Unusual magnetic structure may support next-generation technology
Magnetic materials that form helical structures—coiled shapes comparable to a spiral staircase or the double helix strands of a DNA molecule—occasionally exhibit exotic behavior that could improve information processing in hard drives and other digital devices.
A research team from Colorado State University is using neutrons at the Department of Energy's (DOE's) Oak Ridge National Laboratory (ORNL) to study one such material, Fe3PO7. Although helical structures are typically formed by magnetic moments that wind around an axis in a set direction, the researchers discovered that Fe3PO7 does not pick a particular direction and allows only short-range helical structures to form. These structures may provide novel technological capabilities.
"Because the direction of the helix is varying in space, it has what we call a partial order, which means there is no set direction for the helical axis to point," said assistant professor Kate Ross, who is also a former chair of ORNL's SNS-HFIR User Group.
By determining Fe3PO7's magnetic structure using the Four-Circle Diffractometer instrument, beamline HB-3A at ORNL's High Flux Isotope Reactor (HFIR), the researchers hope to identify the underlying factors contributing to this unusual helical magnetic structure. Neutrons have their own "spin" (an intrinsic momentum), making them sensitive to magnetism inside materials, which means they are the ideal tool for the task.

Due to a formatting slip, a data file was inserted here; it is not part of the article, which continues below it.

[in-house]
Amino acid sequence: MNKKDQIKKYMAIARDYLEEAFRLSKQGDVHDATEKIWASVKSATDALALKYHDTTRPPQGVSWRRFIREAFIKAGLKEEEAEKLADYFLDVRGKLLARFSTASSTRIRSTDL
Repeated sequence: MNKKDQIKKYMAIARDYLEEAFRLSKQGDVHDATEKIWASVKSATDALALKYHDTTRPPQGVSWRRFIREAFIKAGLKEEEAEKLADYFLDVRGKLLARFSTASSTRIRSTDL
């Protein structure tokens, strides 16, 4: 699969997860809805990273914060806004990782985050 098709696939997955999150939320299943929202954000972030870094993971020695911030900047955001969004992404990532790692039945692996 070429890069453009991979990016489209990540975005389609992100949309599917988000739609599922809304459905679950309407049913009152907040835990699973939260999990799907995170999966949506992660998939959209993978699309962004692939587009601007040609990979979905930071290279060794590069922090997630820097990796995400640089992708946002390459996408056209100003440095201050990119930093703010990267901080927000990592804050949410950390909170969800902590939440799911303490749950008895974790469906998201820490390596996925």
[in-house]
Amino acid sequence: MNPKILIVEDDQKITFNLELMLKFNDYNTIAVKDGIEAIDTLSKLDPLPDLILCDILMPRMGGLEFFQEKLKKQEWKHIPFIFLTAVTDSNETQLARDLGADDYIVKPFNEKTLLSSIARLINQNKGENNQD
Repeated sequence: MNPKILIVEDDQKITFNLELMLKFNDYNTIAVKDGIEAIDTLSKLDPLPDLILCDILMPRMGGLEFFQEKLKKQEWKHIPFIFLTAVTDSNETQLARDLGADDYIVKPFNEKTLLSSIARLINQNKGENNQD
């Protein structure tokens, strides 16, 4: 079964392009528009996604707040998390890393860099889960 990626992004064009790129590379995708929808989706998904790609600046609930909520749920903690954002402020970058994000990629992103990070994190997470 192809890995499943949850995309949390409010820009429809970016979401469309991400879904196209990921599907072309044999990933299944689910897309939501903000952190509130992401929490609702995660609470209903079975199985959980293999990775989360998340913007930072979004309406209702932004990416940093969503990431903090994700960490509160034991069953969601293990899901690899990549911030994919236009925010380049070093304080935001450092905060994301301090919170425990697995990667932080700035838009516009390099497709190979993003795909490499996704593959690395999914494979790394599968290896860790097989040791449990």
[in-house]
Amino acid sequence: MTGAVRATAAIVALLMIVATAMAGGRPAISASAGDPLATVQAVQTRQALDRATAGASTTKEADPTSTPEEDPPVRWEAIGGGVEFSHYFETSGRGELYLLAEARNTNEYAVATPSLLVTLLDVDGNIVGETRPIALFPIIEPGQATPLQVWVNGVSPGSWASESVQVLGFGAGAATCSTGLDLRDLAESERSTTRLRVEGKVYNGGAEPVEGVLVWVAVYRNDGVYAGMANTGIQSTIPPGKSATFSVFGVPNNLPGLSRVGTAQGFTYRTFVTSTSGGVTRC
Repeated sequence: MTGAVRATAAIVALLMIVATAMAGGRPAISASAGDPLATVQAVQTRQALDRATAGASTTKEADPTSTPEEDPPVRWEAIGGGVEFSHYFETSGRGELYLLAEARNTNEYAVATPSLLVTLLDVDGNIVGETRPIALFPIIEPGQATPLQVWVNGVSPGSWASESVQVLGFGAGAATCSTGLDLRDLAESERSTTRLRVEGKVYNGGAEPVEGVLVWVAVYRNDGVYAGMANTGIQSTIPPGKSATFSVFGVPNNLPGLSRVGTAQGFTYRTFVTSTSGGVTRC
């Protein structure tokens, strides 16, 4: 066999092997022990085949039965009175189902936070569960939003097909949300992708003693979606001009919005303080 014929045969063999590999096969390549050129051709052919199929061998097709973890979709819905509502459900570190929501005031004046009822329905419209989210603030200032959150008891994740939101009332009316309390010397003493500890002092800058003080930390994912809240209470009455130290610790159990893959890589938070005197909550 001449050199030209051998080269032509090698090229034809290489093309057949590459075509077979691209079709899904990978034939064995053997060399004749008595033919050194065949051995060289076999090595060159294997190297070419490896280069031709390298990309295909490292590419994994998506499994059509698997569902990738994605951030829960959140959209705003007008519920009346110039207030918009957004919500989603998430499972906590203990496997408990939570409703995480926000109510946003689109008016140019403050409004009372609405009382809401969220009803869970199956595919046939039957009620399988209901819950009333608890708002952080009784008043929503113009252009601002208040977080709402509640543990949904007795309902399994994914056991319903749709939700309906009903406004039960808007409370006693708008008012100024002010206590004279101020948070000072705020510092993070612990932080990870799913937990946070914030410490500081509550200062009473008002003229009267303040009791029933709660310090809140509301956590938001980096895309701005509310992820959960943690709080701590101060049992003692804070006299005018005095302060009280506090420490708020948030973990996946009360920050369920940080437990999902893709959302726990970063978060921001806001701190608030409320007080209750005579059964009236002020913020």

The team's small crystal sample is antiferromagnetic, meaning that each spin on the atomic lattice attempts to face in the opposite direction of its neighboring spin. However, Fe3PO7 forms a lattice based on triangular units that makes this arrangement impossible, resulting in an atomic deadlock called "frustration." These key qualities may inform the team's investigation of the unconventional magnetic structure.
"We think there is one exciting possibility that could potentially explain this material's partial helical order and short-range correlations, both of which are unusual to see in a solid-state material," Ross said.
This phenomenon could be caused by twisted regions of magnetization called "skyrmions" that disrupt magnetic spin patterns. According to Ross, these antiferromagnetic, "hedgehog-like" defects could advance the field of spintronics, which involves manipulating electron spin to improve magnetic information storage and other applications.
After analyzing their data, the researchers plan to conduct additional studies focused on the dynamics of Fe3PO7to confirm this scenario.
Ross has studied frustrated magnetism since her undergraduate years, and the subject continues to fascinate and inspire her today. She describes her team as explorers seeking interesting magnetic phases who often arrive at unexpected conclusions.
"That's what really keeps me interested in doing these sorts of projects," she said. "You can head in one direction based on a good idea and then be diverted to learn about something entirely different."